ys of old.
Then none was for a party;
Then all were for the state;
Then the great man helped the poor,
And the poor man loved the great:
Then lands were fairly portioned;
Then spoils were fairly sold:
The Romans were like brothers
In the brave days of old.
Now while the Three were tightening
Their harness on their backs,
The Consul was the foremost man
To take in hand an axe:
And Fathers mixed with Commons[10-17]
Seized hatchet, bar, and crow,
And smote upon the planks above,
And loosed the props below.
Meanwhile the Tuscan army,
Right glorious to behold,
Came flashing back the noonday light,
Rank behind rank, like surges bright
Of a broad sea of gold.
Four hundred trumpets sounded
A peal of warlike glee,
As that great host, with measured tread,
And spears advanced, and ensigns spread,
Rolled slowly towards the bridge's head,
Where stood the dauntless Three.
The Three stood calm and sile
Journeys Through Bookland was first published in 1909. Collected and edited by Charles Sylvester, it was intended to be a progressive approach to classic literature.
The selections are varied and include classic fiction, poetry, non-fiction/essays, biography, nature stories, science, history, myths, folk & fairy tales, and nursery rhymes. This is a fantastic way to approach literature with children, and each selection has been carefully chosen to relate in some way to the previous piece, giving readers both young and old a sense of the interconnectedness of literature, poetry, science, history and nature.
'Journeys' was originally published as a set of 10 volumes with an additional volume called 'The Guide', this being a detailed discussion of the contents, recommended methods of use, topical index, forms of prose and poetry, and a supplemental booklist. Much of the information in the guide was condensed or omitted over time, until eventually in the 1950s the the set was printed in 8 volumes with only a very brief bit of information from the guide in the end of the 8th volume.
The following description of Volume Six comes from the 1922 edition of Volume 10, The Guide:
"Volume Six. In this volume the series of legendary and semi-historical selections is completed. It includes the best of the legends concerning the national hero of Persia, also the story of The Tournament from Ivanhoe, inserted here as a fitting introduction to Scott’s novels. There are several examples of nature studies in literature and several fine stories that have their place in the education of everyone. The best of these stories and one of the finest ever written is Rab and His Friend. A cycle of a religious nature is found in those selections which are named The Imitation of Christ, The Destruction of Sennacherib, Ruth, and The Vision of Belshazzar.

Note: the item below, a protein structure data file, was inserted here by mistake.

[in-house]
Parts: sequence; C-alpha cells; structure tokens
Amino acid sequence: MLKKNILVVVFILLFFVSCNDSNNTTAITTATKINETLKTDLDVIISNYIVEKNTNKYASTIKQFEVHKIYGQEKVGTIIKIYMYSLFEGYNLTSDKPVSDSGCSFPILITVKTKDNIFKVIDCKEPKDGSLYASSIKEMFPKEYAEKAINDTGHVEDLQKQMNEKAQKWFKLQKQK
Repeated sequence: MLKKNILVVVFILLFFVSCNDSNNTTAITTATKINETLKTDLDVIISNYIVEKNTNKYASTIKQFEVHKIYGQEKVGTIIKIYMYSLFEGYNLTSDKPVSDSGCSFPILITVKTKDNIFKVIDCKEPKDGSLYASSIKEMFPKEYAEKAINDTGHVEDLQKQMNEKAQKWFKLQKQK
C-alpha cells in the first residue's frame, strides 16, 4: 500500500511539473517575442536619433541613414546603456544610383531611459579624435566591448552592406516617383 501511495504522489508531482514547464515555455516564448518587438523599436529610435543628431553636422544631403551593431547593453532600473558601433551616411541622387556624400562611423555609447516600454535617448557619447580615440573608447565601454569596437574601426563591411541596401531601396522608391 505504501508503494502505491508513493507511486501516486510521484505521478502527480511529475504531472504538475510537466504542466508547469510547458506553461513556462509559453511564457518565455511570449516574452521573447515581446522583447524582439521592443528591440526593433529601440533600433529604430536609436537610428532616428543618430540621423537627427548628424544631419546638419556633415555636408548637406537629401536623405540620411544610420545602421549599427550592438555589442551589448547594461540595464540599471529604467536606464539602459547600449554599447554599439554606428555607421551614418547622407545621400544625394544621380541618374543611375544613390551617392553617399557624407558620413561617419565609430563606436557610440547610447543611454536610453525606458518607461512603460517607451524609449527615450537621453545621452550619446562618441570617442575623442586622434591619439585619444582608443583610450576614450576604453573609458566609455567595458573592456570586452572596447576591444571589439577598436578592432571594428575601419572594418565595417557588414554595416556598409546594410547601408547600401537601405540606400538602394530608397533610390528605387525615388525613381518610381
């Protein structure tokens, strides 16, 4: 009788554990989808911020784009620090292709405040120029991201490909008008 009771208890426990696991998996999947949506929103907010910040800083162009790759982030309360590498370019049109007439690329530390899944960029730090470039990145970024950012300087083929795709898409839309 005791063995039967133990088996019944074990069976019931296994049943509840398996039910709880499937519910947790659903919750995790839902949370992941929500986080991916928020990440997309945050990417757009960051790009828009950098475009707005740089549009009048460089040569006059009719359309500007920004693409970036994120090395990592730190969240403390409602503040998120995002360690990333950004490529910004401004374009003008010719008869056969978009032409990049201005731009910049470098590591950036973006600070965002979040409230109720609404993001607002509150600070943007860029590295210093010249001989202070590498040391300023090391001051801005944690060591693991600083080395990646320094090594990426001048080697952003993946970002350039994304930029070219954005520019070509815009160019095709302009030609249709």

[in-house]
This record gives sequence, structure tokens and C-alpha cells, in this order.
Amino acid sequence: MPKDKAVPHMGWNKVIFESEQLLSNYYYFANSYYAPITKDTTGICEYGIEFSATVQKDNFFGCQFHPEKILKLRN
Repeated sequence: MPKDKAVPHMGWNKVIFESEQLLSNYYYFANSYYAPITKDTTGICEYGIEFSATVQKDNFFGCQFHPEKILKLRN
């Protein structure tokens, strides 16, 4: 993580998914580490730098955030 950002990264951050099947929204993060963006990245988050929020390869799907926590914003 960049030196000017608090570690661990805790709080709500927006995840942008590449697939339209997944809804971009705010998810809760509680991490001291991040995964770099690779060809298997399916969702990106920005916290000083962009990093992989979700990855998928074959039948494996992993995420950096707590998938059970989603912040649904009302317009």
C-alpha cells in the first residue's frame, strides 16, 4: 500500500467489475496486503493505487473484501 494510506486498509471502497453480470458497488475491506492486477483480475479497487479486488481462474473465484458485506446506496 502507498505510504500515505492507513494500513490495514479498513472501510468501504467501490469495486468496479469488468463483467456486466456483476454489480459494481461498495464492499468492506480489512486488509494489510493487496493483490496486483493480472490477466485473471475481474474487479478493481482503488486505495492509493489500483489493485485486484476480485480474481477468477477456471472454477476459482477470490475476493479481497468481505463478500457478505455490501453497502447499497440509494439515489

The longest and best story in this book is A Christmas Carol by Charles Dickens. This is a model in construction and furnishes the basis for all the studies that would naturally accompany the most elaborate piece of fiction.
The sixth volume is one of interest and one that will give plenty of opportunity for study to those who have the inclination to follow out the suggestions that accompany the selections. Close study should be upon those things which are already somewhat familiar. The high school student will find his time more profitably spent in working on the things in this volume than in poring over the more difficult masterpieces that are sometimes prescribed in courses of study. What we desire is power to read, understand and appreciate, and that is obtained by study upon those things that interest us and about which we know enough to enable us to use our minds to best advantage."
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